Yes. Changes were afoot, but hadn't he longed for change?

The house is dark, not even the usual porch light left on. The bulb must be out. Allan jabs the keys blindly at the doorknob. It's late, it's dark, and though his neighborhood is an exclusive one, in these unstable times, nobody is completely safe.

Success, the key slides in, the knob turns. No light in the foyer, either. Power failure? Tentatively his fingers find the wall switch. The light comes on. Allan feels a surge of irritation. Is it so much for Betty to leave a couple lights on? He drops his keys on the small table in the foyer, an antique writing desk now used to hold mail, keys, sunglasses. Betty has left him a note. She is tired of his lies. She is staying with Tina and Robby.

Allan restrains himself until seven a.m., then dials his daughter's telphone number, convienently written on the whiteboard beside the kitchen phone.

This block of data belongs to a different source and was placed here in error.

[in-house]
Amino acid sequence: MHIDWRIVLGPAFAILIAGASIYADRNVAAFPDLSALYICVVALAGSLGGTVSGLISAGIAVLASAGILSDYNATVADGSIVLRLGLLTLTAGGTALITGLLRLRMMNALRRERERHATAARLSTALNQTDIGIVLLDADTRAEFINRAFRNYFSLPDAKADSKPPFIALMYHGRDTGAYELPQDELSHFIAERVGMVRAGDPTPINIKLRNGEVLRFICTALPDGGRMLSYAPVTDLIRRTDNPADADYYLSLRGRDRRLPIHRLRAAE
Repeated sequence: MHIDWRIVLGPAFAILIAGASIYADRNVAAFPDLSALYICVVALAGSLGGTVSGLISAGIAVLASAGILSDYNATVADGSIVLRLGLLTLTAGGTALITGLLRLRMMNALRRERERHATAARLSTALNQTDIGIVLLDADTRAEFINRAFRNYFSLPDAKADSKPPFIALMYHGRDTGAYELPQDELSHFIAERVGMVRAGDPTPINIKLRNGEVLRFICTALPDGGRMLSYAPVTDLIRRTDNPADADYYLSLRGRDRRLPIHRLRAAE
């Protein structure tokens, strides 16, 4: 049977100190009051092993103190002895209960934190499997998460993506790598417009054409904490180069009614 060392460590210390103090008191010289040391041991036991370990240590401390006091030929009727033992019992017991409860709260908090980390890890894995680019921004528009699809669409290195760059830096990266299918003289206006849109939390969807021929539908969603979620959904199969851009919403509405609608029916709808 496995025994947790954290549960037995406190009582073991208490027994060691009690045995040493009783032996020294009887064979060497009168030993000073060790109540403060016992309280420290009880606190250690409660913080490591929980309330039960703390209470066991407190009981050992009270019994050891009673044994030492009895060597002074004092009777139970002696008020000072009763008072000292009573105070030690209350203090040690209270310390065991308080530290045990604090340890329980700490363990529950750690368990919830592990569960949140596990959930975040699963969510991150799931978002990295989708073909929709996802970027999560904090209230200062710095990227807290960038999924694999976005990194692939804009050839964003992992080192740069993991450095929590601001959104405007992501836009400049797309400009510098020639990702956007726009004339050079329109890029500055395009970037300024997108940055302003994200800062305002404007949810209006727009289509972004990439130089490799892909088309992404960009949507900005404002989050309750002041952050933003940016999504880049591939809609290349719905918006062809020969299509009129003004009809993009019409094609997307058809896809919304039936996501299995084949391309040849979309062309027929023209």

Robby answers, sounding surprised but polite. Robert Harnack is always polite to his father-in-law. Before marrying the surpassingly dull Tina, Robert made a discreet trip the County Assesor's Office. Allan Nyman bought his house on Scenic in 1965 for $42,000. Since then it has quadrupled in value. And Tina, praise God (something Robby does, each Sunday, in various churches around the area. It's wonderful way to meet clients), is an only child.

Allan asks to speak with his daughter.
"I'm sorry, Dad, she's at yoga class."
"Betty, then. Is she awake? Can you put her on the line?"
"Mom's not here, Dad. She called Tina yesterday. Said she was going to Italy. Some Italian Farmhouse cooking thing."
It crosses Allan's mind that his son-in-law may be lying. But it is wishful thinking and he knows it. Further, there is no way he can extricate himself smoothly from this conversation. "Sorry to have bothered, you. My best to Tina."
"Sure, Dad."
"I'm not your fucking father," Allan says into the dead receiver. He could check their joint bank account, look up recent credit charges, find the plane ticket, the reservation for one at some charming little castle outside Rome.